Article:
In college I was a radical Marxist feminist. Yes. I studied photography and poetry. I went on to earn a PhD in Rhetoric and Cultural Studies. I was part of a long line of proud activists. My mother was a women's health researcher and organizer. My grandmother and her 7 sisters--shirtwaist workers and recent immigrants from Hungary--marched in the early 20th century labor demonstrations on New York's Lower East Side.
I'm 20 years out from college. I work in the creative industry as a writer and strategist. I'm a single mom to two young boys. And while I'm still active--for example, the three of us volunteered in the last presidential election and I do some probono work--I haven't identified for quite a while as a radical feminist.
Until now. When Trump was elected, I came back out. And when I looked up, from beyond the shadows of my cloistered politics, I saw millions of women. Doing the same thing.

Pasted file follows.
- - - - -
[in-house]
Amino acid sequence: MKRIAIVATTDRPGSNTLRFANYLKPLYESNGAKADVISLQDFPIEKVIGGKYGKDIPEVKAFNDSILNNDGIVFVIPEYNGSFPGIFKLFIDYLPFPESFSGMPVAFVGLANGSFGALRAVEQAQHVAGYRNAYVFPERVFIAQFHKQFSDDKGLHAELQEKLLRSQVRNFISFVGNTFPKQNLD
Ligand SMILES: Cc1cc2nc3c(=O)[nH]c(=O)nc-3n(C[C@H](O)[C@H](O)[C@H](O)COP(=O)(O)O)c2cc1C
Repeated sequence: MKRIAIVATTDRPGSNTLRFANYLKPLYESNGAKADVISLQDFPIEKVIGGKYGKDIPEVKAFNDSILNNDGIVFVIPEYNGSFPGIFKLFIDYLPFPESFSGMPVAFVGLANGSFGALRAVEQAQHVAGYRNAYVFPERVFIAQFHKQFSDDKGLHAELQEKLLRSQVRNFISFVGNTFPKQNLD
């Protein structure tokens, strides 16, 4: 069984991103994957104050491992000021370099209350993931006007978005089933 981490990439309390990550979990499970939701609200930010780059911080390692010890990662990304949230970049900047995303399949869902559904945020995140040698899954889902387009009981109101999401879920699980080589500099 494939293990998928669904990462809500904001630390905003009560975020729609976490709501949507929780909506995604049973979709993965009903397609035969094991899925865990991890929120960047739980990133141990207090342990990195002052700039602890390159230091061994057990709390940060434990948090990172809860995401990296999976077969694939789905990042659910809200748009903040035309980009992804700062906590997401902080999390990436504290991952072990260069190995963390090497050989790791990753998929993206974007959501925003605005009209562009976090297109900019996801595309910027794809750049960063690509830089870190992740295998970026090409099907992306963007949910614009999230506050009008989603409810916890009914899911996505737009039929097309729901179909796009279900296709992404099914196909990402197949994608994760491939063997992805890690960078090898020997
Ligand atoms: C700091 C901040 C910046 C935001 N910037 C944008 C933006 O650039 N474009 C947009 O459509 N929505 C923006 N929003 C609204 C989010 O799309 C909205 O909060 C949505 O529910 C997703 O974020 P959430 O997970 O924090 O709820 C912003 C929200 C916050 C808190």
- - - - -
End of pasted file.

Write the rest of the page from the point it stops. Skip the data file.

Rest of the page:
I attended the women's march in Washington DC, with my mother, niece, sister, sister-in-law, and best friend. We saw so many inspiring scenes that day. Met so many incredible women. And we watched as the mothers of the movement, mothers of--like me--young sons, called out their children's names. Loudly. Proudly. And we, a million strong, responded back. Eric Garner. Trayvon Martin.Jordan Davis. Michael Brown. Articulated so emphatically, with such thunder, that the boys could hear us from heaven.
There's more that I could say. So much more. The point is that this movement has harnessed the power of women, of woman, of the feminine, of mother. I'm emboldened, moved, alive and aligned. And I see other women. Really see them. And that enables me to speak my truth, protect my sons and be more fully who I am; a radical feminist.